Adrian Collins explains why some brands’ designs enjoy longevity and others fade into obscurity.
When, back in 2000, we designed the MiniCheddars packaging, we had little idea that it would be such an enduring design. Where other food brands have allowed their brand equity to dissipate in an ongoing process of design and redesign, MiniCheddars has barely changed at all.
It remains the same bright, recognisable, appealing package that it was 15 years ago. And that has produced rewards for owners McVities, who have enjoyed ongoing sales success with the product. It has diversified flavours but kept the packaging consistent, and it has remained a consistent performer with little or no advertising support..
How many food brands can make the same claim? Think of a product, and then try to remember how it looked 15 years ago. Almost certainly it will have been through so many evolutions – or even complete overhauls – that the packaging it wore at the start of this century is almost unrecognisable from that it currently uses – just 15 years later.
Consider some famous examples. The most notorious is of course Coca-Cola’s 1985 attempt to rebrand Coca-Cola Classic as New Coke. More recently, in 2009 PepsiCo tried to overhaul an established design of Tropicana, phasing out the well-known orange with a straw in it. After a month of complaints and a 20 per cent drop in sales, PepsiCo announced that it would bring the old carton back. It was a mistake that was reputed to have cost $100m.
In the snacks world, also in 2009, Kraft held a competition to rename Australian icon Vegemite. The resulting name – iSnack 2.0 – was nothing if not a surprise, but what was more even more remarkable was that Kraft agreed to go through with the change. It lasted a full five days.
Causes of the tinkering
Why does this happen? The first reason, and most important, is that packaging matters. It is the opportunity a brand has to make a connection with a consumer at the point of purchase. Poor products with great packaging can succeed and great products with poor packaging can succeed.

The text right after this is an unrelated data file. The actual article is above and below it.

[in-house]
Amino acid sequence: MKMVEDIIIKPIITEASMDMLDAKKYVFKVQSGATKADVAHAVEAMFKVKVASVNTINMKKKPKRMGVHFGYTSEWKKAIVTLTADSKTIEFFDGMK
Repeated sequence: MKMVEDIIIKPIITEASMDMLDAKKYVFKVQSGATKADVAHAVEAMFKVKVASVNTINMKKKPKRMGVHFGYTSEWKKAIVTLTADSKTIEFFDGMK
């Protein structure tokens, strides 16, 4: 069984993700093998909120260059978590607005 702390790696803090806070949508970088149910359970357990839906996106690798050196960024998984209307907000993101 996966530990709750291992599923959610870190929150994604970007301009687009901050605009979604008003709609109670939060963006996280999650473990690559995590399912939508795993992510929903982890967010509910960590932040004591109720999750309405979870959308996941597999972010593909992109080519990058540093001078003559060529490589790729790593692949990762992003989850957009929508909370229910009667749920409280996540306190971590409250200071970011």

However, it can be too easy to do. A brand manager knows he or she will be in post for two to three years. They want to make their mark in that time, and there are few levers at their disposal that are as quick, affordable, and often effective as packaging design. We can cite a long list of brands that have spent £100,000 with us and seen a profit surge in the millions of pounds. What brand manager does not want that on their CV?
It should be noted that this enthusiasm for packaging evolution and revolution is by no means confined to those brand managers. Branding and design consultancies have a significant vested interest in persuading their clients that the design they did two years ago would benefit from an update.
Designing for brand longevity
It is far better to develop a look and feel that looks fresh and contemporary from the outset and, crucially, remains so for many years. Take Copella. When we began working with Copella in 2004 it was a £5m brand looking for an enduring packaging design that would take its sales to the next level and help it establish its place in the PepsiCo stable.
We placed a solid block of distinctive green across the centre of every Copella bottle. Not only does the strong presence of a distinctive brand signifier help it to get noticed and tried, once consumers have tried and loved the product they can easily find it again. Having located the brand it is then relatively simple to shop within the brand for the specific variant.
Today, Copella turns over more than £40m a year; it has never advertised on television. Crucially, Copella has one of the highest repeat purchase rates of any product in the PepsiCo range.
Clearly, brand longevity is about more than avoiding disaster. By creating a brand that endures, FMCG products can reduce consultancy spend, build long-term brand recognition and awareness, protect margins, and achieve astonishing return on investment in branding and design services.
Adrian Collins is MD, Ziggurat Brands – an identity and innovation consultancy.